Operation Yellowhammer – the government’s contingency plan for leaving the EU – doesn’t mention the homeless. Yet EU citizens sleeping rough on Britain’s streets are at risk of becoming the forgotten victims of a no-deal Brexit. And what is extremely worrying is that even the government’s revised, light-touch Brexit document makes it clear that no deal will bring widespread and potentially dangerous consequences for those who are most vulnerable.
A 2017 report for Crisis and Homeless Link has set out some of the serious risks facing homeless EU citizens that Brexit will create. Top of that list is the hostile environment and the concern that EU rough sleepers will be deterred from seeking help for fear – hardly unfounded – of deportation. These challenges will add to many existing barriers when it comes to accessing healthcare, benefits and support.
Rising homelessness is one of the worst consequences of austerity, which has been ongoing for almost a decade. And the British public shouldn’t expect any step change from the new prime minister. As Mayor of London, Boris Johnson pledged to end rough sleeping in the capital by the 2012 Olympics. The reality was that rough sleeping doubled during Johnson’s second term.
The lack of political impetus from the current government to tackle this issue was apparent during the recent spending review: an additional £54 million was set aside in 2020/2021 to address rough sleeping across the country, contributing to a total of £422m targeting that issue for the year. This expenditure was not the departure from austerity the government would have us believe. We would need £574 million to address rough sleeping in the capital alone, as set out in London Mayor Sadiq Khan’s rough sleeping action plan.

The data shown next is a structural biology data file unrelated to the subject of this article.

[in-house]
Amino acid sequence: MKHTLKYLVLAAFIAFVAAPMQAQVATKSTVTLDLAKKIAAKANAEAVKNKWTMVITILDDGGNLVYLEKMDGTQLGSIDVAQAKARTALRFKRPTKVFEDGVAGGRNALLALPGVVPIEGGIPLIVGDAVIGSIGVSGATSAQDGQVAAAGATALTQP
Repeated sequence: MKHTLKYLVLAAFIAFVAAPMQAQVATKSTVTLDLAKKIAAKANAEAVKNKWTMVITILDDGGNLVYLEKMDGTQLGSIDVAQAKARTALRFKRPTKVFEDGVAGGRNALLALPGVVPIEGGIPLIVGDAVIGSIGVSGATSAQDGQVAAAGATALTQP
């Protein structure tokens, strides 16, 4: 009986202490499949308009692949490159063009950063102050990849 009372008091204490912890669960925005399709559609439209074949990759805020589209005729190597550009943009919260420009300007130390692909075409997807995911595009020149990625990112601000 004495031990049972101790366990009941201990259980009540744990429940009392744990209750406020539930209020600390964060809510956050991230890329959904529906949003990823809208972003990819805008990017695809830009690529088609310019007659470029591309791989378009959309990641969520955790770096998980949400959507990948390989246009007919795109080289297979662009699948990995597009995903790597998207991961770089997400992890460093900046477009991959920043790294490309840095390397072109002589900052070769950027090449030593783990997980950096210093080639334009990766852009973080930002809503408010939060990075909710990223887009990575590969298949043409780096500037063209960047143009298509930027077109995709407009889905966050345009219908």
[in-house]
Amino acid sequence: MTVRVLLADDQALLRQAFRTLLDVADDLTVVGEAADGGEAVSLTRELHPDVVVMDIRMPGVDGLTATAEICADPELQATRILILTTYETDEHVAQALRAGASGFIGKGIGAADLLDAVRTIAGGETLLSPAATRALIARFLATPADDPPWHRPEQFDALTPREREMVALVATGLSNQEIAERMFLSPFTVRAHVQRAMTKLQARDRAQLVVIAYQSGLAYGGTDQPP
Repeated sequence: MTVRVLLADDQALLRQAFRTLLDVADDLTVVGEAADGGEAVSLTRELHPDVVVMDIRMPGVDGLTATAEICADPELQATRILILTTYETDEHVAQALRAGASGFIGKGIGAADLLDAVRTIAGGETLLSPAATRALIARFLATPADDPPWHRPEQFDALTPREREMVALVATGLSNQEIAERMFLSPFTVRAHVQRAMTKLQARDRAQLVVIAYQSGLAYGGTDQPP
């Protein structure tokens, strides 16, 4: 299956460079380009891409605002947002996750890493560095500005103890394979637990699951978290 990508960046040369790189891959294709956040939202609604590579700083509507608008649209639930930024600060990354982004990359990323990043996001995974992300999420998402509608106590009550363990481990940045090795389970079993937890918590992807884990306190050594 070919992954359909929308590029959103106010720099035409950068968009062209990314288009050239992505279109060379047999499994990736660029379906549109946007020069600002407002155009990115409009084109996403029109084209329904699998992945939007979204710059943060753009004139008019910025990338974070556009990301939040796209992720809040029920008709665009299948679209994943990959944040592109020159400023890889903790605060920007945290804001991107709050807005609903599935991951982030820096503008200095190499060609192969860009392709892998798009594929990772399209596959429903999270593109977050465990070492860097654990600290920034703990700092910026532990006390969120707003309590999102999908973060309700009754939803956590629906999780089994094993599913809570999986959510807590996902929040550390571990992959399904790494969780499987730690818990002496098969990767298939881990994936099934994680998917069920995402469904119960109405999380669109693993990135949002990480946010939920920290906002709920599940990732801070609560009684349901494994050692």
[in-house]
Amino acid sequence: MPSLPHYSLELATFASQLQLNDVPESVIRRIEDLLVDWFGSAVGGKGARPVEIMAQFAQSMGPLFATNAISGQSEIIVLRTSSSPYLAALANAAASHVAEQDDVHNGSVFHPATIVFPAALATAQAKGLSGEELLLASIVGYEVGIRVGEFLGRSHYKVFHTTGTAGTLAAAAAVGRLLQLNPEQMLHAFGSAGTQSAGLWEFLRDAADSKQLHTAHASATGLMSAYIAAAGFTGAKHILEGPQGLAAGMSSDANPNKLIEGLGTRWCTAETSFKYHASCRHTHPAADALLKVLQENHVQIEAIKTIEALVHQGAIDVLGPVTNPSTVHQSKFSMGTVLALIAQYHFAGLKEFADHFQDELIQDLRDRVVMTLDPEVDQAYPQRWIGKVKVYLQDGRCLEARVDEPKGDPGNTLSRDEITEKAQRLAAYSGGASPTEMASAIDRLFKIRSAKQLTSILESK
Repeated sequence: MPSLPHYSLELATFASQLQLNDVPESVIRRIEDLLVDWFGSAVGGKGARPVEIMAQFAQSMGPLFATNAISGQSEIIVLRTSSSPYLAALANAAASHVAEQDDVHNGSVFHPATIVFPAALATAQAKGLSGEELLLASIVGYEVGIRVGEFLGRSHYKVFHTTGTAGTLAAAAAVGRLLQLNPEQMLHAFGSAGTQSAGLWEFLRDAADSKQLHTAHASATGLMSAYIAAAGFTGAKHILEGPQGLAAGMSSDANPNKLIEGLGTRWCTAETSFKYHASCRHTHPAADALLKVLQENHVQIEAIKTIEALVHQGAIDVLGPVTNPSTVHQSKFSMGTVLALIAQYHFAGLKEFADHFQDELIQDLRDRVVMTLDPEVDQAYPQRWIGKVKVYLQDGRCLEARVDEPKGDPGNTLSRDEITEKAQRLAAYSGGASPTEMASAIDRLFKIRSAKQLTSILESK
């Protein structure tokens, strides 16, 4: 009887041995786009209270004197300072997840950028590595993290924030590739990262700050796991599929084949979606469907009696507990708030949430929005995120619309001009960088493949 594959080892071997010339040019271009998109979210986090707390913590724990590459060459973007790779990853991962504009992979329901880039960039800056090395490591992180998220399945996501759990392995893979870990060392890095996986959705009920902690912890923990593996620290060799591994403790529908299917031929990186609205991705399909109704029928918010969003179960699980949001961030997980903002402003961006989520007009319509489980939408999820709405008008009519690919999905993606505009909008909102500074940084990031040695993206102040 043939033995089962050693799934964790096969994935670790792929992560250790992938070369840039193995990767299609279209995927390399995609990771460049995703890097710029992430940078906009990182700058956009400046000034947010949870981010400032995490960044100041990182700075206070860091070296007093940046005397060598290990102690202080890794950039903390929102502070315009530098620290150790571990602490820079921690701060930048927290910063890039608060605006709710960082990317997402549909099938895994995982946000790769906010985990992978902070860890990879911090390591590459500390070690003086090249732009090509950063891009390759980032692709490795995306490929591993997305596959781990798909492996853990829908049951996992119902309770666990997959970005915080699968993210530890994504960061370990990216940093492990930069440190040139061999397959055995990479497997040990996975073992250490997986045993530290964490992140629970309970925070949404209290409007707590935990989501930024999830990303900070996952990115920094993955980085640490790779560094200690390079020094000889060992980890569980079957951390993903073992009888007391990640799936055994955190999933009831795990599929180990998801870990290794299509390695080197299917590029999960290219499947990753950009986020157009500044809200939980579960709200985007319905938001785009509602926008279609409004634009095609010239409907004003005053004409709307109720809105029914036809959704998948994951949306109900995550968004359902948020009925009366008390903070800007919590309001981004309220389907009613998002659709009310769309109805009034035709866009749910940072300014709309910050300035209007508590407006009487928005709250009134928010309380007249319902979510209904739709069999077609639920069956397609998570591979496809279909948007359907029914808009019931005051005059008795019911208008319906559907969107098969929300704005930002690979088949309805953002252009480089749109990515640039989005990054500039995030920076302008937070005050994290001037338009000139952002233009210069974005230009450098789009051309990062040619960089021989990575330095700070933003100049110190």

The absence of political will is not the only barrier to eradicating, or even reducing, homelessness. There is seemingly some underlying contempt for homeless people too – this is where the danger grows for rough sleepers from the EU.
This summer, the Home Office was reportedly attempting to work with charities and local authorities to deport non-citizen rough sleepers. In 2017 the High Court ruled this approach to be illegal, but that does not seem to be enough to tear this government away from its “hostile environment” policy, under the shadow of which these deportations took place.
Thankfully, in London, where EU citizens accounted for over a third of the almost 9,000 people sleeping rough last year, the Home Office’s advances are being rejected. Sadiq Khan recently confirmed that services supported by the Greater London Authority would not participate in passing on information about individual rough sleepers without their permission. Haringey and Islington councils have also made clear their refusal to cooperate with the Home Office.
But as Boris Johnson continues to push aside democracy in his belief that no deal could somehow be in any way beneficial to this country, the protections for vulnerable EU citizens will lessen.
Rising homelessness is an issue that is met with equal measures of frustration and compassion by the British public. Frustration because there seems to be no end in sight to this upward trend, and compassion because there is a real desire to help. We’ve seen the latter in the capital, with Londoners rallying behind Mayor Khan’s efforts to tackle rough sleeping. They’ve volunteered in their thousands for outreach centres, and last winter donated £250,000 to homeless charities.
Volunteers’ generosity cannot be understated and it needs to be matched and exceeded by a central government willing to deliver the sea change required to eradicate homelessness once and for all. In the meantime there is one very swift action the government could take to remove the immediate threat to EU rough sleepers, and that is to take no deal off the table.
Tom Copley is a Labour Londonwide Assembly member, and Labour’s London Assembly Housing spokesperson
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